It says .random(): “This method returns a random number between 0 (inclusive) and 1 (exclusive)”. Does that mean it’s never going to be 1? why?

No, it is never going to be 1. The why is simple, that would give two possible integers, which would need a quantum computer to deal with (just kidding). We cannot have more than 1 integer returned from the method, so the generated value can never equal 1.

Thanks. Why can’t we have more than 1 integer returned?

That is a good question, if none of what I explained earlier made any sense. It would mean we would already have a way to generate both 0 and 1 with the same function. We could hash out the integers and have a boolean generator. But lo, to do that we have to write our own function…

```
const choice = a => a[Math.floor(Math.random() * a.length + Math.min(...a))]
console.log(choice([0, 1])) // 0 or 1
console.log(choice([1,2,3,4,5,6])) // 1 .. 6
```

If we have to go that far, then we may as well go the distance.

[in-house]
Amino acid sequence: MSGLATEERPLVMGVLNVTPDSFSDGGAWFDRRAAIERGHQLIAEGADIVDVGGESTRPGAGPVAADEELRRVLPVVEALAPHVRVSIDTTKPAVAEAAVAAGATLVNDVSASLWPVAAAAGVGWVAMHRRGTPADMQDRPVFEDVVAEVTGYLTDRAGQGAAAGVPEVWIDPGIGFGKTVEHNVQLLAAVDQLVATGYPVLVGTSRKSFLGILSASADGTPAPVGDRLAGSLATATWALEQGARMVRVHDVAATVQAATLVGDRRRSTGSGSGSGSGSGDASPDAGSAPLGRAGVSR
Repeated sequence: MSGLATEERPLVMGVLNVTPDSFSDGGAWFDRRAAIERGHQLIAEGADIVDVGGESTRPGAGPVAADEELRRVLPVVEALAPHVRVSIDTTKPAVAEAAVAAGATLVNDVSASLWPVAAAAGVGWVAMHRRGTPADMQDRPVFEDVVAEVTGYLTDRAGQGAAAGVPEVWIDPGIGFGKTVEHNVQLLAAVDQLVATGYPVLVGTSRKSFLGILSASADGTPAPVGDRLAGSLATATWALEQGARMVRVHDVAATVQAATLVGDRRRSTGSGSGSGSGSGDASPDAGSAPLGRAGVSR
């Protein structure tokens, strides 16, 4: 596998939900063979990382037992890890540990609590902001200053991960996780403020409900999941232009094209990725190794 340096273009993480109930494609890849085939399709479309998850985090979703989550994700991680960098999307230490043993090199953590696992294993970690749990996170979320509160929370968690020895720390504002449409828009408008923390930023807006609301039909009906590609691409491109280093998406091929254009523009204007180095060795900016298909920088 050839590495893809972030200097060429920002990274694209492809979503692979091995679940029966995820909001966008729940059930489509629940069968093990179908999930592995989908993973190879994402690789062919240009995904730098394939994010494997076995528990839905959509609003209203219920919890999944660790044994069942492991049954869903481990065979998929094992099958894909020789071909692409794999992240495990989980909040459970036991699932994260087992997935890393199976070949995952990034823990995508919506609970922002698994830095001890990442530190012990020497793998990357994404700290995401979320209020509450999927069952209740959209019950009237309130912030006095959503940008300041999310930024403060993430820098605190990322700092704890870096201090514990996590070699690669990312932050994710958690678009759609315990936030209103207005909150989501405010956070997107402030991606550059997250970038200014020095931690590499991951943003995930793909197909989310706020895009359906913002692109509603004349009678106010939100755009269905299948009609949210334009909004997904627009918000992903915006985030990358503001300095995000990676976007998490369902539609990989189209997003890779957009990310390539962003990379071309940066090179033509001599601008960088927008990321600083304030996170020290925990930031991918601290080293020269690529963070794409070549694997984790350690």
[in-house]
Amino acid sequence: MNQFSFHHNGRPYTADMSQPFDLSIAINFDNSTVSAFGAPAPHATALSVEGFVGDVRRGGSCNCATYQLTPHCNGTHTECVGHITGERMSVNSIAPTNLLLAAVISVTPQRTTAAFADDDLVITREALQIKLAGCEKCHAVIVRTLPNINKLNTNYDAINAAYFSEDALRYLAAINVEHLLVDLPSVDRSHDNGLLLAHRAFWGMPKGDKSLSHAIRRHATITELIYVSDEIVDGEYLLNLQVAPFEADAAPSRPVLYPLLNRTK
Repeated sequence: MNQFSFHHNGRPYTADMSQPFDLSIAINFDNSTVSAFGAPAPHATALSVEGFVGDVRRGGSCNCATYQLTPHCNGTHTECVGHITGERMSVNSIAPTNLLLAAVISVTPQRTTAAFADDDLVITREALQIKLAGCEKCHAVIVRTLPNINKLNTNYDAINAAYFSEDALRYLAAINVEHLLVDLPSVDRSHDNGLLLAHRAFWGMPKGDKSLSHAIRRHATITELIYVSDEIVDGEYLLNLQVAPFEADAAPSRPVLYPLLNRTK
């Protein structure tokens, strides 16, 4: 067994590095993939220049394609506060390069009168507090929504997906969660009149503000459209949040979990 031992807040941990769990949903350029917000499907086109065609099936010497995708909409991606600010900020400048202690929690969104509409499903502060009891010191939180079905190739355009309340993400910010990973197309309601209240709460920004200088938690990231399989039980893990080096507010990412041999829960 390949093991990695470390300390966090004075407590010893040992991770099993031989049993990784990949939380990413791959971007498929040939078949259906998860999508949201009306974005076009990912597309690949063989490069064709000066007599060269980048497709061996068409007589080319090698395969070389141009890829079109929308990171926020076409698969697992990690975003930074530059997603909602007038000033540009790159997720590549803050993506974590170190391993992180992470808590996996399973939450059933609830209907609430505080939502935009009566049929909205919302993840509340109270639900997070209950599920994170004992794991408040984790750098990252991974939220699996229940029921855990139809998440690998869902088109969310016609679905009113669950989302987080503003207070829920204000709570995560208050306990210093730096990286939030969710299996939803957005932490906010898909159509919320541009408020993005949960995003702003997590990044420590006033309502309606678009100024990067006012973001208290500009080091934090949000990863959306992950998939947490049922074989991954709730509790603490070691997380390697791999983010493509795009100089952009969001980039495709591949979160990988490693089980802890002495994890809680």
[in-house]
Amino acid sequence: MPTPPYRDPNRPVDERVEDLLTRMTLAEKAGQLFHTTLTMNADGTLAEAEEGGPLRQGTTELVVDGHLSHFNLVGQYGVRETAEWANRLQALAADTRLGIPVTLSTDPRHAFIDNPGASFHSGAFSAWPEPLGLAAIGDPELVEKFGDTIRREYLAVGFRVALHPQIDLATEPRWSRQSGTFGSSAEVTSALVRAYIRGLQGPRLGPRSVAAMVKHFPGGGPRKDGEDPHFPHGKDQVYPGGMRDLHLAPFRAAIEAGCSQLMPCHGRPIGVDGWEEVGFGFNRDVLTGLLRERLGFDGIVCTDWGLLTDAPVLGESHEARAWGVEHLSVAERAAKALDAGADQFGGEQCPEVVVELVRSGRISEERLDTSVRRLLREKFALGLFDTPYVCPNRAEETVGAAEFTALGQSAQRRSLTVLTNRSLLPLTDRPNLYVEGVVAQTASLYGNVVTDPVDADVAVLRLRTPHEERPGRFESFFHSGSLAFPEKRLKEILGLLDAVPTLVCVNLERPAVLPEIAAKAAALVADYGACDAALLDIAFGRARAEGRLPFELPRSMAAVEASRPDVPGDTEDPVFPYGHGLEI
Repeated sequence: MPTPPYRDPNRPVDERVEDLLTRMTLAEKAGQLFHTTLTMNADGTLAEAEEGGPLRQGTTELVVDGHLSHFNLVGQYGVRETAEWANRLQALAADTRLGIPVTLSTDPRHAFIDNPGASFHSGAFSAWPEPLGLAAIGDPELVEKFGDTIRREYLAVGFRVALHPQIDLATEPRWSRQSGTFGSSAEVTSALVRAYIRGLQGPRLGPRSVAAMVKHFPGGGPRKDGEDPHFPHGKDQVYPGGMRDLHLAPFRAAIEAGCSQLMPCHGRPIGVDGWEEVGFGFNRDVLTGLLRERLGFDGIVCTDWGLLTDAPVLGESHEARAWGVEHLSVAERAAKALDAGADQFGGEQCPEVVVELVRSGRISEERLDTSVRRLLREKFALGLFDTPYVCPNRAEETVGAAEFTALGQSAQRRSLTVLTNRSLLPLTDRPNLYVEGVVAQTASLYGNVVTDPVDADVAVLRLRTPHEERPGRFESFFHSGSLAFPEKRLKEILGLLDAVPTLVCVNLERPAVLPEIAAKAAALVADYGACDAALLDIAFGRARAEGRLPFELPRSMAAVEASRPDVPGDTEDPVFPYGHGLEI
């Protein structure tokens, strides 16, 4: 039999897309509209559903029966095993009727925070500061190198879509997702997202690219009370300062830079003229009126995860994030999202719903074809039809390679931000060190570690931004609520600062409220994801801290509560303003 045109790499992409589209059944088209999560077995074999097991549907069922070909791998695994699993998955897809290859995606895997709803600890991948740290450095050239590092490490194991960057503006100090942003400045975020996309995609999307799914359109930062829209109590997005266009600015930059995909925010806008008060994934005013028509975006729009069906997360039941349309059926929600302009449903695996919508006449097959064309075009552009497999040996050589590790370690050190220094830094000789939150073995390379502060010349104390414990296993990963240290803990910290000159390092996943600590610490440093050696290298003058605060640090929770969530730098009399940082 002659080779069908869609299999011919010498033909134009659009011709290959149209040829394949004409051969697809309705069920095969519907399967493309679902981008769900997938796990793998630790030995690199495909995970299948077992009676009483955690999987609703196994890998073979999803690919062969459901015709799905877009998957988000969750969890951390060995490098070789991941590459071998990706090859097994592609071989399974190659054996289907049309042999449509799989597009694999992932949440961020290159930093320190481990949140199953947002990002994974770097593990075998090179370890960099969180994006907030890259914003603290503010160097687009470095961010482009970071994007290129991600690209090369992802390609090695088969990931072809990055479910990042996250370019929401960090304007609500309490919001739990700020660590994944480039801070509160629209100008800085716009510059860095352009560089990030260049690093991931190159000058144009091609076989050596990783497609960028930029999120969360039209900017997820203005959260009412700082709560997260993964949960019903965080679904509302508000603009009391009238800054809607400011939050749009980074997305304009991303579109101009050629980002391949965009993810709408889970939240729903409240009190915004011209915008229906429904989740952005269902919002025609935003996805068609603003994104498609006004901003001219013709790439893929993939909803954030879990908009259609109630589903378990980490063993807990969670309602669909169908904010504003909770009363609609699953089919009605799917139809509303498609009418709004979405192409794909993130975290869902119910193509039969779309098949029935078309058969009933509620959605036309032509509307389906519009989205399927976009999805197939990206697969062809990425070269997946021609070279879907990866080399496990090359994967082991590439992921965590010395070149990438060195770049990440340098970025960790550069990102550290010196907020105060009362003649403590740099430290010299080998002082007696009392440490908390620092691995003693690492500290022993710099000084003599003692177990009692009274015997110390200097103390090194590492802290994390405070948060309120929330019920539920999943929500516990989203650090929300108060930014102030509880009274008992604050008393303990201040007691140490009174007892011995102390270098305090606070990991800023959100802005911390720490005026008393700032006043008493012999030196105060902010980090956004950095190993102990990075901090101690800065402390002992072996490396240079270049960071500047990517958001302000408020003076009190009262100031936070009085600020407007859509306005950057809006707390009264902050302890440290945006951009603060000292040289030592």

```
const choice = a => a[Math.floor(Math.random() * a.length + (Math.min(...a) || 0))]
console.log(choice(['red', 'orange', 'yellow', 'green', 'blue', 'indigo', 'violet']))
```

```
// indigo (or one of red .. violet)
```

The point being made is that we need some level of predictability and as soon as that breaks down, the logic breaks down. With this function (random) we know with certainty that only 1 integer can result, and that is zero. On that certainty we can now build a program.

Zero is included in the solution set. It is not a limit, but a fixed value. 1 is not included in the solution since it is the limit.

```
lim(x) | x -> 1 // x approaches 1 from the left but never reaches
```

And it follows we are in the positive domain.

can you explain why the second example you wrote provides “some level of predictability”? It seems arbitrarily different from the first one.